The Los Angeles Kings won the Stanley Cup this week, and that made me think how Timmins, my home town in Northern Ontario, played a key role in making that happen.
This summer, Timmins is celebrating the centennial of its “founding” as a more or less permanent gold mining camp. To mark the occasion, a local weekly newspaper conducted a poll asking the question: Who is the most notable person ever from Timmins?
Not surprisingly, country-music superstar Shania Twain topped the list by a long shot. No surprise either that a pair of hockey stars from different eras — Steve Sullivan, currently with Pittsburgh, and Frank Mahovlich, a legend in Toronto, Detroit and Montreal — should make the list. (A local Croatian Catholic church has installed stained-glass windows in tribute to Frank and brother Peter, also a hockey star).
What is surprising is that after all these years, the poll flushed out an enduring collective memory of one Jack Kent Cooke, the man who brought the National Hockey League to Los Angeles. Even though it’s been more than 60 years since Cooke, who died in 1997 at age 84, set foot in Timmins, his passage in the town was such a turning point for the business world that folks back home still remember him.
The signal moment in Cooke’s amazing rise in the media, sports and entertainment worlds came in 1936, when he was a hustling young toiletries-product salesman in the wilds of Northern Ontario, traveling from one Depression-stricken town to another, his pregnant wife, Jean, in tow. Harboring an interest in the then-budding business of radio, he decided to pay a visit to another man who would become a global media titan.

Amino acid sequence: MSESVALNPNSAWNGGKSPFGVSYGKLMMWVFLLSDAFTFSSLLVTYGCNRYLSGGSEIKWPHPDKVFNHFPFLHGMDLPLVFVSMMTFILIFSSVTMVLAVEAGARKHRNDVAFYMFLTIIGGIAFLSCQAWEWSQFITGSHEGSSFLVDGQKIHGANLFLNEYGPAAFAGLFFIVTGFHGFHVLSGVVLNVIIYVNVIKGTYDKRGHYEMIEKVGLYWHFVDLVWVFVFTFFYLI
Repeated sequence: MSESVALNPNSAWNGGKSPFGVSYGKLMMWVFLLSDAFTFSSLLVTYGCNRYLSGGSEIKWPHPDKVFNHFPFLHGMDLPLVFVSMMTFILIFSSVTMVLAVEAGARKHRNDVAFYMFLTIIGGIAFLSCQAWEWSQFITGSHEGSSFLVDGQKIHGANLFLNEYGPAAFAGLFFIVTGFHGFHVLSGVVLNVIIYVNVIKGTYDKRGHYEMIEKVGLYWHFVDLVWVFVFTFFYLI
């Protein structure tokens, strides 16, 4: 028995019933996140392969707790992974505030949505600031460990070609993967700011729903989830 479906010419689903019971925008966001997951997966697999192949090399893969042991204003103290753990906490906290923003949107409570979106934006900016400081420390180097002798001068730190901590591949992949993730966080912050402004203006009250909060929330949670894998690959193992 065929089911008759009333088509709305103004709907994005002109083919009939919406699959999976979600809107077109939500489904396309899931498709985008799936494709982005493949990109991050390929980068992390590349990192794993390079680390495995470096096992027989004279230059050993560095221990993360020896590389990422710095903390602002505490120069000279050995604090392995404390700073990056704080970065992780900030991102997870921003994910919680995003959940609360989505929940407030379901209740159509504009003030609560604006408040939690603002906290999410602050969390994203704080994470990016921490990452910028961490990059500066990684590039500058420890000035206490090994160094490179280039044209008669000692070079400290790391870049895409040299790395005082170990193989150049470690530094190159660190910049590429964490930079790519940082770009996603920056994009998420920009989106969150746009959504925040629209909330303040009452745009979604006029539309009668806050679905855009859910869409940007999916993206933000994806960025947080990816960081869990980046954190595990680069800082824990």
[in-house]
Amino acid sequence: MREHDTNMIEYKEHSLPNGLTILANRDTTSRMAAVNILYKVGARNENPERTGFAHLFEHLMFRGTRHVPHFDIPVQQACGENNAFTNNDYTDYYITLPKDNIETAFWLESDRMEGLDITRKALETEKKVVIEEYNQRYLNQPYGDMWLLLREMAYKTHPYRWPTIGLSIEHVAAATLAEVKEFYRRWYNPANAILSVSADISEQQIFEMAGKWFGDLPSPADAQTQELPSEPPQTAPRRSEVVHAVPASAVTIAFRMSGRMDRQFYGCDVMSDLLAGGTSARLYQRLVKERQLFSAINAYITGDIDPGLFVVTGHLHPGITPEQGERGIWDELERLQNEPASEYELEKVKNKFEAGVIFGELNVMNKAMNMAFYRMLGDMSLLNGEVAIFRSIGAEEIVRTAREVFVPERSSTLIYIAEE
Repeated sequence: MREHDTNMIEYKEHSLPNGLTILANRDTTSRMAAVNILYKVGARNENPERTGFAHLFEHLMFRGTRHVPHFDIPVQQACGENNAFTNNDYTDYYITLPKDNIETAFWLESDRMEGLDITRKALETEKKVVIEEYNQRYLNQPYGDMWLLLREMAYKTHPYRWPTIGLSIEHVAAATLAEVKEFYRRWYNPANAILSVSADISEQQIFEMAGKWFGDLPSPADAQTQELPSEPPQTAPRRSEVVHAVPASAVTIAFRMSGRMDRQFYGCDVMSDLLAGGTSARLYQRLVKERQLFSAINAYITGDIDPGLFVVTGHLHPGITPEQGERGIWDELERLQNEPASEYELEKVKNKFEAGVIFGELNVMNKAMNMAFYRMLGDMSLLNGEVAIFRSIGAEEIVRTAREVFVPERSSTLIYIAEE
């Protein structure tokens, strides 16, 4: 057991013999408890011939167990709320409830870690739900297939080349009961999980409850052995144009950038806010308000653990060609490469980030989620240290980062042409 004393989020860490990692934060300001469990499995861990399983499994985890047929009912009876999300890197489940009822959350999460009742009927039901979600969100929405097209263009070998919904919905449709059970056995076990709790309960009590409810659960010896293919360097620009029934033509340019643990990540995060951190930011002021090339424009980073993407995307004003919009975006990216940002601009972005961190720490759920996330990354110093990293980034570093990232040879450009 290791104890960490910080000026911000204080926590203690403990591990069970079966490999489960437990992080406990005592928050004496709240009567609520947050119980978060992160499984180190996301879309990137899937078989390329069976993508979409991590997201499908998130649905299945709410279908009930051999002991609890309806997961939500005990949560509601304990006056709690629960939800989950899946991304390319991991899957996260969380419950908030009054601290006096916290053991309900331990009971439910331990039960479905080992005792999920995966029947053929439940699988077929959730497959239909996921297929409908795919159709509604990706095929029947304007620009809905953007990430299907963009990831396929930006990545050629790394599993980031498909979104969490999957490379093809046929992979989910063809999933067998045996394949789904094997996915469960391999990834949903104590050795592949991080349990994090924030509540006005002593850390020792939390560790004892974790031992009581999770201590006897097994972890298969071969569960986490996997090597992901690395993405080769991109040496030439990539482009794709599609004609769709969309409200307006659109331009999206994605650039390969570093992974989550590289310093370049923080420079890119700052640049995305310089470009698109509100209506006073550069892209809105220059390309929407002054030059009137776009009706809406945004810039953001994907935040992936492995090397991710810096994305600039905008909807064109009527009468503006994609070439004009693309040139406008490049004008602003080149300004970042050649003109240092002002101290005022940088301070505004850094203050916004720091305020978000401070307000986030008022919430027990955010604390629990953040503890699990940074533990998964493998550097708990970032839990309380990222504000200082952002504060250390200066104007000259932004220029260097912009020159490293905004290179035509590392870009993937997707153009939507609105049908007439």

Cooke drove to Timmins to meet Roy Thomson, who by then had acquired a few radio stations and newspapers in Northern Ontario. As legend has it, Cooke so impressed Thomson with his energy, charm and salesmanship that the elder businessman agreed to hire him to run one of his struggling radio stations in southern Ontario. Thus began a partnership that would strengthen and expand on the basis of a Timmins-centred radio and newspaper enterprise.
By his early 30s, Cooke was getting rich and on a roll. Striking out on his own, he acquired a big Toronto radio station — with the financial backing of Timmins mining magnate J.P. Bickell, an early owner of the Toronto Maple Leafs and builder of the fabled Maple Leaf Gardens (a replica of which he built in Timmins, where it’s still in service).
His success with the radio station led to his investment in a floundering Toronto baseball franchise and thus began Cooke’s entry into the world of sports entertainment.
In 1960, feeling confined in Canada, Cooke moved to the United States and became a citizen (by a special Act of Congress). He bought a stake in the Washington Redskins NFL franchise, a property he would expand and hold until the day he died.
But Cooke had always loved hockey. He had been offered a scholarship from a U.S. college to play hockey but his restlessness at school sunk his marks. Still, having brought the L.A. Lakers into the NBA in 1965, the next year Cooke seized the opportunity of the NHL’s planned expansion to win a franchise for Los Angeles, based on his promise to build a new arena: the Forum.
The early years of Cooke’s ownership of the Kings are legendary for the consummate salesman’s attempts to fill seats for the team’s games. But crowds were often sparse, and Cooke often joked that “There’s half a million Canadians in Los Angeles, and they all moved here because they hate hockey!”
Never doing anything small time, in 1979, Cooke sold the Lakers, the Kings and the Forum in what was the biggest sports transaction to date. With the proceeds, he bought the Chrysler Building in New York City and completed the never-realized lighting of the tower’s top.
Back in Timmins, Cooke’s brief but timely passage obviously lit up a place that had seen more than its share of colorful business characters.